Skin in the Game

Maureen Dowd is at it with the Catholic bishops again. Today’s column takes aim at them for rejecting the president’s proposed compromise on employee reproductive healthcare.  The opinion is well composed, as usual, but I disagree with Dowd at the end.  She concludes, “…what the bishops portray as an attack on religion by the president is really an attack on women by the bishops.”

Plenty of commentary characterizes the Catholic hierarchy as power hungry (suppressing women to consolidate power) or outright misogynist, but to me, those charges don’t ring true.  I had a flash of insight on this recently, thanks to that great spiritual thinker and writer Richard Rohr.  He is also a Catholic priest, by the way, and doesn’t shy away from candid observations on our culture and public discourse.  He says it is easiest to pillory that which threatens our own character the least.  “Many Christians whittle down the great Gospel to some moral issue over which they can feel totally triumphant and superior, and which usually asks nothing of them personally.”  As examples he cites:

“celibate priests focusing on birth control and abortion as the core of evil, heterosexuals seeing gay marriage as the ultimate threat to society, liberals invested in some current political correctness while living lives of rather total isolation from actual suffering in the world, Bible thumpers ignoring most of the Bible when it asks them to change, a nation of immigrants being anti-immigrant, etc.”

Although it seems that the Catholic hierarchy has an ax to grind regarding reproductive rights, and this issue seems to rank way above reaching out to the poor or outcast on its public policy agenda, I couldn’t quite put my finger on the reason why.  Rohr has supplied it.  For men who have taken a lifetime vow of celibacy, reproductive concerns are far from personal turf.  This is safe ground to stomp on.  They don’t really have to do anything or to be changed in any way, on a personal level, no matter the outcome.  They don’t have to expose themselves to God’s transformational power or embrace Jesus’ radically egalitarian message.  Human reproduction is something they can all agree on because, basically, it doesn’t impact them.  They don’t have any skin in that game.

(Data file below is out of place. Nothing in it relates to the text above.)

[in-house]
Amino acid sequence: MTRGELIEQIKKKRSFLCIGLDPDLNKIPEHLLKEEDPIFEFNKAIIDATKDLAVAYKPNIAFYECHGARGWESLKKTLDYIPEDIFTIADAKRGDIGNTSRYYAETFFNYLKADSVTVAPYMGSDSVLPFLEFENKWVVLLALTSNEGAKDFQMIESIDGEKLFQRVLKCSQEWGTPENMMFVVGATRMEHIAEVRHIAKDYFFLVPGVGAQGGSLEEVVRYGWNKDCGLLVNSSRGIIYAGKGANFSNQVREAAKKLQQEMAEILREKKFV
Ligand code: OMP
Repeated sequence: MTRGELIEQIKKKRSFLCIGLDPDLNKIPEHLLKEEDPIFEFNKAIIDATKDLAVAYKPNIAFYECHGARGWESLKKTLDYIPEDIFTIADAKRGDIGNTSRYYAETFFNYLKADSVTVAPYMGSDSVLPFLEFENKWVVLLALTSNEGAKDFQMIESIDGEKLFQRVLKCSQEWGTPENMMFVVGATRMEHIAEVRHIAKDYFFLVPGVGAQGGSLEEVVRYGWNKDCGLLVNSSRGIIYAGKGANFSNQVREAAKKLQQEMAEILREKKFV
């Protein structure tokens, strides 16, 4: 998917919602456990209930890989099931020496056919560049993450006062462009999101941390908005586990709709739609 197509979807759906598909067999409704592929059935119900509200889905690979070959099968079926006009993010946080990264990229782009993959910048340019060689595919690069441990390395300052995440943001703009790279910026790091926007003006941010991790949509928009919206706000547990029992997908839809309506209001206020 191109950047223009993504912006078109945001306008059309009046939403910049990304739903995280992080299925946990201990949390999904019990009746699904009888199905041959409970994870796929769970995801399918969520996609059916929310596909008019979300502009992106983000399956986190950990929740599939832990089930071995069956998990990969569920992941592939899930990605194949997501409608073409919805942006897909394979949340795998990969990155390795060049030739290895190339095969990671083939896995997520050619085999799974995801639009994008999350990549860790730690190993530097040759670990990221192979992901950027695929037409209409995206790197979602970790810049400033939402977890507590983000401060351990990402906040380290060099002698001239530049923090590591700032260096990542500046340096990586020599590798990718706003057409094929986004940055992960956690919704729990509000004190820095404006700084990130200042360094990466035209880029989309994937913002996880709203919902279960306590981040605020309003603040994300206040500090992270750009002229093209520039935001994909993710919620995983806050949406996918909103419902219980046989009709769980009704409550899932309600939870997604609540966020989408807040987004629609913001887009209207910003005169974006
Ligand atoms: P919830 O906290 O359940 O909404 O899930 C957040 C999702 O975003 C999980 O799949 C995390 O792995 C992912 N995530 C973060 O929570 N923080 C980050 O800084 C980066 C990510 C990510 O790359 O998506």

Now, welcoming the despised and outcast or taking in the poor, that is another story entirely.  That, evidently, is a bit too close to home.  Too much focus there would inevitably shine a spotlight on actions of the bishops themselves.  Some bishops might not be comfortable actually doing some things.  There might be disagreements about how or how much to do.  Outcomes might not be predictable or controllable.  The safest course appears to be supporting the good work of food pantries, shelters and clinics on a local level without calling public policy attention to systemic forces underlying the needs.  Otherwise, calling for change might call them to change.

To disagree respectfully with Maureen Dowd, the bishops’ stance is not so much an attack on women as it is a sprinting retreat from the gospel.

Join the conversation.  Where do you see moral triumph, and where do you see invitations to be transformed?

Copyright 2012 Stephanie Walker All rights reserved.  Visit www.AcrossTraditions.com.